When insurgents stormed Kessab, they posted pictures of themselves protecting ancient churches. But a visit to the Syrian town tells a different story.
Rain seeped into the tombs through shattered flagstones. Nearby, marble crosses lay in pieces. Plastic flowers, once lovingly placed on a grave, were torn and stamped into the earth.
Beside the desecrated graveyard in the Syrian town of Kessab stood the Holy Trinity Armenian Evangelical church. Its library, pews and altar had all been burned by arsonists.
The perpetrators had shown both purpose and glee in their destruction of Christian sites in this ancient Armenian town. Statues were riddled with bullets and Islamist slogans were scrawled across the walls of homes and shops.
Once a haven from Syria’s civil war, nestled in the hills of Latakia province, Kessab gained international fame when it was captured by rebels last spring in a surprise offensive that forced the town’s 2,500 Armenian Christians to flee.
Turkey was widely accused of helping the insurgents to capture Kessab, despite the participation in the attack of Jabhat al-Nusra, an affiliate of al-Qaeda.
But the Syrian armed forces took back the town in June after it had endured three months of rebel occupation. The Telegraph travelled to the area on a facility trip with the Syrian regime to witness the aftermath of the battle.
The desecration of Kessab’s churches contradicts the claims of Syrian rebels that their fighters are non-sectarian protectors of Christian residents and heritage.
The evidence also fails to support counter-claims by pro-government groups that Armenian Christians were “massacred” during the rebel offensive.
When this assault began last year, Turkey’s then prime minister, Recep Tayyip Erdogan, was facing a general election and his rebel allies in Syria were losing ground to regime forces. The offensive on Kessab was intended to bolster both the insurgents and their Turkish backers.
During weeks of planning before the assault, rebel fighters were given strict orders to use the offensive to show themselves as “moderate Muslims” and natural allies of the West.
Kessab is protected by a mountain range, acting as a natural fortress against invasion, and the Turkish border almost surrounds the town. It was only when Turkish troops allowed free movement across the frontier that the rebels were able to storm and capture Kessab.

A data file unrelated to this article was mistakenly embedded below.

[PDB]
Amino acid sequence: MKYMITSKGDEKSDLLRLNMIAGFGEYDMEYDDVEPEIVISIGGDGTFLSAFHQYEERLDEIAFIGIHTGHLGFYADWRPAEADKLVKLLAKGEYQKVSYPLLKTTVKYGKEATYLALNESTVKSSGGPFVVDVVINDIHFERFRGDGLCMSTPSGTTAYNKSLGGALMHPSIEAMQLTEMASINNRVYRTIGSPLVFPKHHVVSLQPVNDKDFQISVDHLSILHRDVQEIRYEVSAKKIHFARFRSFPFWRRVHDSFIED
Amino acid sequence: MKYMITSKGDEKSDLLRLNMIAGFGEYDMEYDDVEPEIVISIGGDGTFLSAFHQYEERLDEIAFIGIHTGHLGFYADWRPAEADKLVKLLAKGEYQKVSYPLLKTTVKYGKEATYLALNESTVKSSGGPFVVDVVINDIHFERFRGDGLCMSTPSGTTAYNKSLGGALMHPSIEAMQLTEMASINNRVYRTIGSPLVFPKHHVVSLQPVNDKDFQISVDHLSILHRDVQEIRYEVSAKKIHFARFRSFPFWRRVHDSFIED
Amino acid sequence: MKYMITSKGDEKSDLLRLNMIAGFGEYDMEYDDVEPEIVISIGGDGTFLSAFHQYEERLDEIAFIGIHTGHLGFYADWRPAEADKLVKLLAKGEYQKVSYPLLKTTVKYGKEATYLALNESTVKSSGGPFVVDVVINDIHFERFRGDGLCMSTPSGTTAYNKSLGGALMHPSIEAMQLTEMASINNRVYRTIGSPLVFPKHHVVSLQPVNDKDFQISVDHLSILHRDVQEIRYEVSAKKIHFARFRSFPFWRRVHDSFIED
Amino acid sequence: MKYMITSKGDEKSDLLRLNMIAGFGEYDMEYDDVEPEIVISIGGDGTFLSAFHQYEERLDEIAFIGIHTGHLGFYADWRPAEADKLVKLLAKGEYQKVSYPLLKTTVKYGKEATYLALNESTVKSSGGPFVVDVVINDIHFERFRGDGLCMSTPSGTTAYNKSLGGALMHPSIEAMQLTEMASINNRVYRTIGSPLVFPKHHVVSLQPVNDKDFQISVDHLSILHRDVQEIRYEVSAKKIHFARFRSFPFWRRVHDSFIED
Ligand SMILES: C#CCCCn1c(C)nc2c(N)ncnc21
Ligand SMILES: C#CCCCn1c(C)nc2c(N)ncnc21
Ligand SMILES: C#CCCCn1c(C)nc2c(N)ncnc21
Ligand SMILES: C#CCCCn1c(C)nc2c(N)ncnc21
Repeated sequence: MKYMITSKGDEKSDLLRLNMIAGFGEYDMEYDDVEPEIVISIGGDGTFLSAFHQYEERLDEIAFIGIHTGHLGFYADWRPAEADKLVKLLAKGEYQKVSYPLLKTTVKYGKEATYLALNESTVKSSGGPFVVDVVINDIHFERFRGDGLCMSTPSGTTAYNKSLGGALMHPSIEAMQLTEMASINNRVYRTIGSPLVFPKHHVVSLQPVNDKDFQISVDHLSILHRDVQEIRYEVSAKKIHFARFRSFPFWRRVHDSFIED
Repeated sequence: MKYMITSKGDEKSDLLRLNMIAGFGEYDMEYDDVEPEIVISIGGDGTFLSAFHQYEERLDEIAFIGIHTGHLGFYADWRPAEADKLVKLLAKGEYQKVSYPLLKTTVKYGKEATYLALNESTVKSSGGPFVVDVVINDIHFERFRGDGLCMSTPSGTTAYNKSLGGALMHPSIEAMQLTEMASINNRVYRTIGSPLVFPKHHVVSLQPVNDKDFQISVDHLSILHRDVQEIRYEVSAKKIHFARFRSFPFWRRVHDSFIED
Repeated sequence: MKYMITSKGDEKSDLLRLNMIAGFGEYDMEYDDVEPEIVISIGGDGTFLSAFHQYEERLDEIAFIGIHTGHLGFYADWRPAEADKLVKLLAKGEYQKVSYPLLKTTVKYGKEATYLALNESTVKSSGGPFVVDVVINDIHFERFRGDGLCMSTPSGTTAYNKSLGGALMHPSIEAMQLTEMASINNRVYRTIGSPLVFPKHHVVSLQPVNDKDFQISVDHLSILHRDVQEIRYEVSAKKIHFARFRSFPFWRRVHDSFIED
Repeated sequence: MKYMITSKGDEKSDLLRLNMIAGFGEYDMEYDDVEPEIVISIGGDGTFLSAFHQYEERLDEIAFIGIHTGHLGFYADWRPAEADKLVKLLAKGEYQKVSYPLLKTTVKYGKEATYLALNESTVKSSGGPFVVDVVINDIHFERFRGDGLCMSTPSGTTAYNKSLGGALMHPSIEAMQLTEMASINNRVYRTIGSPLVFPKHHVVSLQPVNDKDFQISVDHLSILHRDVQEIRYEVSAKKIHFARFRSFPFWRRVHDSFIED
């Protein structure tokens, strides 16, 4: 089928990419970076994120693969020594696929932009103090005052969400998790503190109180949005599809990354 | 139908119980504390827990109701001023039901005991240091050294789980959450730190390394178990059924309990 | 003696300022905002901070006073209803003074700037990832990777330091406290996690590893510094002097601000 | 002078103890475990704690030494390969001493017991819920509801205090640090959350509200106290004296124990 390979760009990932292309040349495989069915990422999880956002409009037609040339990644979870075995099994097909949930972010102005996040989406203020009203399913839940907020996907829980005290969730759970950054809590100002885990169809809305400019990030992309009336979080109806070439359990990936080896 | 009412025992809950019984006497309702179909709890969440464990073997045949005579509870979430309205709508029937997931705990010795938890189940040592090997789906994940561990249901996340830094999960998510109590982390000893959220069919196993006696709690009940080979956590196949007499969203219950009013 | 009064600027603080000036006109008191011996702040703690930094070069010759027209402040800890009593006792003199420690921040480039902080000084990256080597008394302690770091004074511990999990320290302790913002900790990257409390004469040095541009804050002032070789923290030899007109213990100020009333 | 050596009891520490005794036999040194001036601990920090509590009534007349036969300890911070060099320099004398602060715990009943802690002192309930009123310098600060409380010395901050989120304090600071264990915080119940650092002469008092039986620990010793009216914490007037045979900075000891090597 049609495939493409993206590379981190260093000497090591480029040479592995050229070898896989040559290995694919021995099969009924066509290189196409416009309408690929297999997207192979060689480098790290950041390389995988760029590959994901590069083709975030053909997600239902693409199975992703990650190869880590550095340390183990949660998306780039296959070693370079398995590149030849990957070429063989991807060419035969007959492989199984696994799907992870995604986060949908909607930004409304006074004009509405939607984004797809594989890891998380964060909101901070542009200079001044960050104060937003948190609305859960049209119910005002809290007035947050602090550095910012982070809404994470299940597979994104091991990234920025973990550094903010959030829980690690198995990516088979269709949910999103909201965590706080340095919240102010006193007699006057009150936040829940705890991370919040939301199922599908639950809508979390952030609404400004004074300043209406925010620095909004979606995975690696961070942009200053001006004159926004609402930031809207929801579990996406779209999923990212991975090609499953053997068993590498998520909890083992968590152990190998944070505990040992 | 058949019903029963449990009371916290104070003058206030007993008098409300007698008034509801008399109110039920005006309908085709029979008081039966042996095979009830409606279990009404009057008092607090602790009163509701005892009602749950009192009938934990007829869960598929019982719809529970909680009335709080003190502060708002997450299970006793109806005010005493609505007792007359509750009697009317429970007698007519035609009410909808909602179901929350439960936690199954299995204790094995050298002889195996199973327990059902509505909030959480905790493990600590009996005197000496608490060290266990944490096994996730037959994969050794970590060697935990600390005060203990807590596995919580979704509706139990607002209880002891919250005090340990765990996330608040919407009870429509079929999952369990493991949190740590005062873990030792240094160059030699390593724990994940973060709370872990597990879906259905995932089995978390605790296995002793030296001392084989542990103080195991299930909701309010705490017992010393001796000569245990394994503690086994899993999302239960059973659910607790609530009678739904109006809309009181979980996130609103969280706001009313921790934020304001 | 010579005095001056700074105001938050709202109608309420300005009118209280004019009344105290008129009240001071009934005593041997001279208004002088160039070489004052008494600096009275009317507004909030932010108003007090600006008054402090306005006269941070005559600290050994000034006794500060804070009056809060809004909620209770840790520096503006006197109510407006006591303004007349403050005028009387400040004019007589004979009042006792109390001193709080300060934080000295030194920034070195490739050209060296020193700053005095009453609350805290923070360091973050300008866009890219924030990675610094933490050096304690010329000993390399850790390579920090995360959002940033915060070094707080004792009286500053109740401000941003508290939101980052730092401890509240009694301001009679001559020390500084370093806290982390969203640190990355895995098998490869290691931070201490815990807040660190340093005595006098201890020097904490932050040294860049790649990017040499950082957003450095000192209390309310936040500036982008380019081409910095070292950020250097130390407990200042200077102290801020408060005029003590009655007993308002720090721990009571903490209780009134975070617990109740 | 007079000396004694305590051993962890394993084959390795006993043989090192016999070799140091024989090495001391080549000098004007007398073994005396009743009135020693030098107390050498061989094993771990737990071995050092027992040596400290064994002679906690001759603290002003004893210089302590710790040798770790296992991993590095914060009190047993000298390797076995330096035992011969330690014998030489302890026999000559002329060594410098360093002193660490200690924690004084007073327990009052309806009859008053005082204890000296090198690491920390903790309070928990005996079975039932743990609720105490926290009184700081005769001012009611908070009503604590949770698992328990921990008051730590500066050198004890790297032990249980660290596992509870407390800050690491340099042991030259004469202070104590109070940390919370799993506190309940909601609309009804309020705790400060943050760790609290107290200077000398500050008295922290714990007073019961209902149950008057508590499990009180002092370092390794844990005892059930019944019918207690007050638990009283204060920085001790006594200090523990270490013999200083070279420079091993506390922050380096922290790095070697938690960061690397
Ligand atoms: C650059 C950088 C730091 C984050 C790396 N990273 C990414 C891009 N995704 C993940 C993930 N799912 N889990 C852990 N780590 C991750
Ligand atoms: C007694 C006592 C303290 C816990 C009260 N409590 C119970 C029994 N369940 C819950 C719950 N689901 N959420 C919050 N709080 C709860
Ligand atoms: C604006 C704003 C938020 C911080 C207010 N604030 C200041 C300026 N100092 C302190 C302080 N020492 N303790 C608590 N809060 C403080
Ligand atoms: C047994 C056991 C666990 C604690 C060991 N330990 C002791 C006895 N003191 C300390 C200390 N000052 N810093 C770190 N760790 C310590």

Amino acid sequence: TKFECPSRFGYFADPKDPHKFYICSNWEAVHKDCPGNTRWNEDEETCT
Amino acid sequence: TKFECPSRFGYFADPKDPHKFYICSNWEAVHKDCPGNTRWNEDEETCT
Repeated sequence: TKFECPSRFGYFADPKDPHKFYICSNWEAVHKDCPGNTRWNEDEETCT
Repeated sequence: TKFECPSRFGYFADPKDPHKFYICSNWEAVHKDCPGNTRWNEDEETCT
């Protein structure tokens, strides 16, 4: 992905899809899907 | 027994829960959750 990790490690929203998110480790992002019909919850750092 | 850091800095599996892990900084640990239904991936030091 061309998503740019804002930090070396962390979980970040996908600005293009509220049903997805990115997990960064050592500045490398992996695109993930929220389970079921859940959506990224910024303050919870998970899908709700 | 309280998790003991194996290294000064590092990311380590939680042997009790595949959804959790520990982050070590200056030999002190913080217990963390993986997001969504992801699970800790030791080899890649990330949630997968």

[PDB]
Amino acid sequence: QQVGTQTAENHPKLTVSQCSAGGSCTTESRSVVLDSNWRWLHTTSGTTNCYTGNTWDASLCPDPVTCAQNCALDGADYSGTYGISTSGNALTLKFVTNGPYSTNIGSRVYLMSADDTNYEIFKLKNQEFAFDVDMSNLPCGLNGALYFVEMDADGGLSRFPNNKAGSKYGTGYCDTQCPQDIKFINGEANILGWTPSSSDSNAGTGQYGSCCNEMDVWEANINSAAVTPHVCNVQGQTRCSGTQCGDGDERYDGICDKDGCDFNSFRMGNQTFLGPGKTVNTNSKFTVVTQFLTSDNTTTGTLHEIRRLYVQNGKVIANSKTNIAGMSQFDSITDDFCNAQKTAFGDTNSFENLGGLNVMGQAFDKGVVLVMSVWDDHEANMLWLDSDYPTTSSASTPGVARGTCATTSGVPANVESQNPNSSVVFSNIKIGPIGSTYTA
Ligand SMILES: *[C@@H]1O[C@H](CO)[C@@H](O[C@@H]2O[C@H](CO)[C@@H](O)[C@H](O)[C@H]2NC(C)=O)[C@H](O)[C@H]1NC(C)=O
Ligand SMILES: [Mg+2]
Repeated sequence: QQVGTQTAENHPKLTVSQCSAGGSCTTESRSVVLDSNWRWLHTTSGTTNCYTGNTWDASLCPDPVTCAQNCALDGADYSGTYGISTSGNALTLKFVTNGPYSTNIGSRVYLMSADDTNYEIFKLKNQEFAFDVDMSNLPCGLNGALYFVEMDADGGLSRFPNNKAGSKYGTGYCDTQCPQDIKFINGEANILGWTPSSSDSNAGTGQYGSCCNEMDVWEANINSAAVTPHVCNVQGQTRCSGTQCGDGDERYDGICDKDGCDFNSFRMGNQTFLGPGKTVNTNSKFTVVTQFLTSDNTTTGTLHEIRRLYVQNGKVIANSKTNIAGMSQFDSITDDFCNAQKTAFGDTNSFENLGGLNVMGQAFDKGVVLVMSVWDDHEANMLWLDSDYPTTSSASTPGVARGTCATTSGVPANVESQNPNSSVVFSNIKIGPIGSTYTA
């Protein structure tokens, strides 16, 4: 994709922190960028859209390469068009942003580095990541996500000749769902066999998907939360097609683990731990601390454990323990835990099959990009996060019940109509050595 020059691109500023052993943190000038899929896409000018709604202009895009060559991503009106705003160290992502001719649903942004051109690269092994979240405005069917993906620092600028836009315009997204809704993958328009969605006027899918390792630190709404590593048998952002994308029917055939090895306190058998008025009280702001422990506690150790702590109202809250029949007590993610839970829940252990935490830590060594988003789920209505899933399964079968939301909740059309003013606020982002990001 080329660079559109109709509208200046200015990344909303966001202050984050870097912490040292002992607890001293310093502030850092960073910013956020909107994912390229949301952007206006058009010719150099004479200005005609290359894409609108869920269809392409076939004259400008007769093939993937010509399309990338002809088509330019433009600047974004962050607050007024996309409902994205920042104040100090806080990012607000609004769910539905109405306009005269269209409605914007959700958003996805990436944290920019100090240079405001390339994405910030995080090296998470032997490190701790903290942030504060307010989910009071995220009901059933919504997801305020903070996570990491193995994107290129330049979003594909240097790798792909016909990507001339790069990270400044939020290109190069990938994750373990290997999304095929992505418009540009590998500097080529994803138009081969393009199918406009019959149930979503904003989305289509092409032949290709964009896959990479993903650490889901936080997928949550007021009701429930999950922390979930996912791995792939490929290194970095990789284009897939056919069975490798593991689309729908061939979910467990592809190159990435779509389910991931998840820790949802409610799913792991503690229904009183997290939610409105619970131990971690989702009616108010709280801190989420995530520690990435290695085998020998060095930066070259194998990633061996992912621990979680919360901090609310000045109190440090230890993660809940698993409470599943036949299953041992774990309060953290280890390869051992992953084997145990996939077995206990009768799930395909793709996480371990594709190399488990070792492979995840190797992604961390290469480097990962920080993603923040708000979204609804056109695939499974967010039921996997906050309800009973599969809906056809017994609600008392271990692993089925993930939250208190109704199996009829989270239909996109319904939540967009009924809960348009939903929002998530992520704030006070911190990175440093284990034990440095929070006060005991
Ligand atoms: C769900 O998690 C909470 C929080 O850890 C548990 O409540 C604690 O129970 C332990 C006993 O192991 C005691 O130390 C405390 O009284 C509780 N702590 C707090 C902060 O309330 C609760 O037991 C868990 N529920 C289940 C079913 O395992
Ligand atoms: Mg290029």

In the first hours, all appeared to be going according to plan. Insurgents, including those from the Islamist group Ahrar al-Sham, posed for pictures showing them protecting churches and talking gently to local people.
About 30 Armenians, who had been too elderly or frail to escape the offensive, were placed on minibuses and driven to Turkey, where they were given a warm reception that was covered in minute detail by state television.
Ignoring the participation of Islamist extremists in the offensive – including a large number of foreign jihadists – Ahmed Jarba, the head of the Syrian National Coalition, travelled to Kessab and claimed a victory.
But immediately after the media spotlight fell away, residents of Kessab told the Telegraph that the desecration began.
“They took photographs to show they were looking after the churches, and then set them alight,” said Father Miron Avedissian, priest of the Armenian Apostolic church that was largely destroyed. “It all still happened in the first day.”
If Western-backed rebels tried to stop the rampage by their extremist allies, there was little evidence of a struggle.
Doors, walls and shopfronts on the town’s narrow streets are covered in scrawled messages declaring “There is no God but Allah”.
The white paint is still fresh on the walls of Father Avedissian’s church as he tries to repair the damage.